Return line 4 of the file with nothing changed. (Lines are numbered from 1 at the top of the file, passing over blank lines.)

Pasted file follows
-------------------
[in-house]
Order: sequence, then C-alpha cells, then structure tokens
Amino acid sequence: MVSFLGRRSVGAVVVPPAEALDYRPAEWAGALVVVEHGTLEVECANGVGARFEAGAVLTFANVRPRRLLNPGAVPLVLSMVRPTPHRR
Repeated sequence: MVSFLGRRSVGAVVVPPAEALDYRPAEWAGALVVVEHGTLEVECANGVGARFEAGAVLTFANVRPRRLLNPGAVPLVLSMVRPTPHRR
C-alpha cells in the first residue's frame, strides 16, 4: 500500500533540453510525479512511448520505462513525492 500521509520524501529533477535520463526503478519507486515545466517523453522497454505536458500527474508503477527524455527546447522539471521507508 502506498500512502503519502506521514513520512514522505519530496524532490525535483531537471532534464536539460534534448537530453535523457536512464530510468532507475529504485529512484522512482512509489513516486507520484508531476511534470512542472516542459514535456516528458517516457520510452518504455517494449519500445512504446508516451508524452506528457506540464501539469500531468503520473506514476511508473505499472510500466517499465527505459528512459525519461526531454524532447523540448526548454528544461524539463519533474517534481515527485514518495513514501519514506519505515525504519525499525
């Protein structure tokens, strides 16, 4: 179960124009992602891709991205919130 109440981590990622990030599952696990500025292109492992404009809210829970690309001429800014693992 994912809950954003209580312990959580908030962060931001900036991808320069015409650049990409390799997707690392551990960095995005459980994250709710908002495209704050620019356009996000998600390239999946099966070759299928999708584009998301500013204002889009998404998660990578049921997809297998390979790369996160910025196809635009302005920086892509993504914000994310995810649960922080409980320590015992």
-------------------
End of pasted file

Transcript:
Repeated sequence: MVSFLGRRSVGAVVVPPAEALDYRPAEWAGALVVVEHGTLEVECANGVGARFEAGAVLTFANVRPRRLLNPGAVPLVLSMVRPTPHRR